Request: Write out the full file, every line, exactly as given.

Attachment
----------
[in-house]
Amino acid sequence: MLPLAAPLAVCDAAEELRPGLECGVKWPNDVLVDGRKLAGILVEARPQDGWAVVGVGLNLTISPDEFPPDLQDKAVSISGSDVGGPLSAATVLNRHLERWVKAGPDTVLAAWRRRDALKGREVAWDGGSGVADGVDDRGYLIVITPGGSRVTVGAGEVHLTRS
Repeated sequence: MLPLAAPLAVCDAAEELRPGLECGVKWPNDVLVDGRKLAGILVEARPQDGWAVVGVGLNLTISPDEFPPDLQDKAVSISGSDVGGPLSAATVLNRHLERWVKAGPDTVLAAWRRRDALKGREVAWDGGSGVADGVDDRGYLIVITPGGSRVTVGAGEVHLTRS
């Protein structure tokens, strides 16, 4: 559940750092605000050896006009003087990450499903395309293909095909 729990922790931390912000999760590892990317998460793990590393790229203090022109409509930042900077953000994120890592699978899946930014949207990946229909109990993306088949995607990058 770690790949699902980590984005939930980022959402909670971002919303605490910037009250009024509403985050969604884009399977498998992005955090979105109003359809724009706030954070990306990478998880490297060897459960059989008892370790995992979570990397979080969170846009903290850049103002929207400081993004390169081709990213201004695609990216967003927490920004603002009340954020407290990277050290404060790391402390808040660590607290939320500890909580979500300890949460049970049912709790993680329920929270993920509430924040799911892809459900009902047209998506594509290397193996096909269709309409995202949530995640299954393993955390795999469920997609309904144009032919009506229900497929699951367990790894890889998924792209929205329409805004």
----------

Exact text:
[in-house]
Amino acid sequence: MLPLAAPLAVCDAAEELRPGLECGVKWPNDVLVDGRKLAGILVEARPQDGWAVVGVGLNLTISPDEFPPDLQDKAVSISGSDVGGPLSAATVLNRHLERWVKAGPDTVLAAWRRRDALKGREVAWDGGSGVADGVDDRGYLIVITPGGSRVTVGAGEVHLTRS
Repeated sequence: MLPLAAPLAVCDAAEELRPGLECGVKWPNDVLVDGRKLAGILVEARPQDGWAVVGVGLNLTISPDEFPPDLQDKAVSISGSDVGGPLSAATVLNRHLERWVKAGPDTVLAAWRRRDALKGREVAWDGGSGVADGVDDRGYLIVITPGGSRVTVGAGEVHLTRS
């Protein structure tokens, strides 16, 4: 559940750092605000050896006009003087990450499903395309293909095909 729990922790931390912000999760590892990317998460793990590393790229203090022109409509930042900077953000994120890592699978899946930014949207990946229909109990993306088949995607990058 770690790949699902980590984005939930980022959402909670971002919303605490910037009250009024509403985050969604884009399977498998992005955090979105109003359809724009706030954070990306990478998880490297060897459960059989008892370790995992979570990397979080969170846009903290850049103002929207400081993004390169081709990213201004695609990216967003927490920004603002009340954020407290990277050290404060790391402390808040660590607290939320500890909580979500300890949460049970049912709790993680329920929270993920509430924040799911892809459900009902047209998506594509290397193996096909269709309409995202949530995640299954393993955390795999469920997609309904144009032919009506229900497929699951367990790894890889998924792209929205329409805004």